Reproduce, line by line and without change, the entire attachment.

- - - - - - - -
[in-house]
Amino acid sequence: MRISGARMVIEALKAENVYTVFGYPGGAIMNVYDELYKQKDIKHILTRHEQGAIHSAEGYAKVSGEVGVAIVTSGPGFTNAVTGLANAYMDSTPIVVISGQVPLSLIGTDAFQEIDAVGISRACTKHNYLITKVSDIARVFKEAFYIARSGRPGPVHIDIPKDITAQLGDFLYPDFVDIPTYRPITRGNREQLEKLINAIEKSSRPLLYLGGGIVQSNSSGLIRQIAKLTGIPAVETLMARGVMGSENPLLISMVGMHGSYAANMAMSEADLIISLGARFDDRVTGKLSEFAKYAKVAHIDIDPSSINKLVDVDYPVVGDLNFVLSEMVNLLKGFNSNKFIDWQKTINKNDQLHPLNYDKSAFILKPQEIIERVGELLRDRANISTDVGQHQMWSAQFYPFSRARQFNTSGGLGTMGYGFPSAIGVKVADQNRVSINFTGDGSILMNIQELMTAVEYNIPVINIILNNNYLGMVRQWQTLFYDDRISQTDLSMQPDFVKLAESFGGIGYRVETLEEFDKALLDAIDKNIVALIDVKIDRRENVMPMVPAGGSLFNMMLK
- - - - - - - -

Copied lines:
[in-house]
Amino acid sequence: MRISGARMVIEALKAENVYTVFGYPGGAIMNVYDELYKQKDIKHILTRHEQGAIHSAEGYAKVSGEVGVAIVTSGPGFTNAVTGLANAYMDSTPIVVISGQVPLSLIGTDAFQEIDAVGISRACTKHNYLITKVSDIARVFKEAFYIARSGRPGPVHIDIPKDITAQLGDFLYPDFVDIPTYRPITRGNREQLEKLINAIEKSSRPLLYLGGGIVQSNSSGLIRQIAKLTGIPAVETLMARGVMGSENPLLISMVGMHGSYAANMAMSEADLIISLGARFDDRVTGKLSEFAKYAKVAHIDIDPSSINKLVDVDYPVVGDLNFVLSEMVNLLKGFNSNKFIDWQKTINKNDQLHPLNYDKSAFILKPQEIIERVGELLRDRANISTDVGQHQMWSAQFYPFSRARQFNTSGGLGTMGYGFPSAIGVKVADQNRVSINFTGDGSILMNIQELMTAVEYNIPVINIILNNNYLGMVRQWQTLFYDDRISQTDLSMQPDFVKLAESFGGIGYRVETLEEFDKALLDAIDKNIVALIDVKIDRRENVMPMVPAGGSLFNMMLK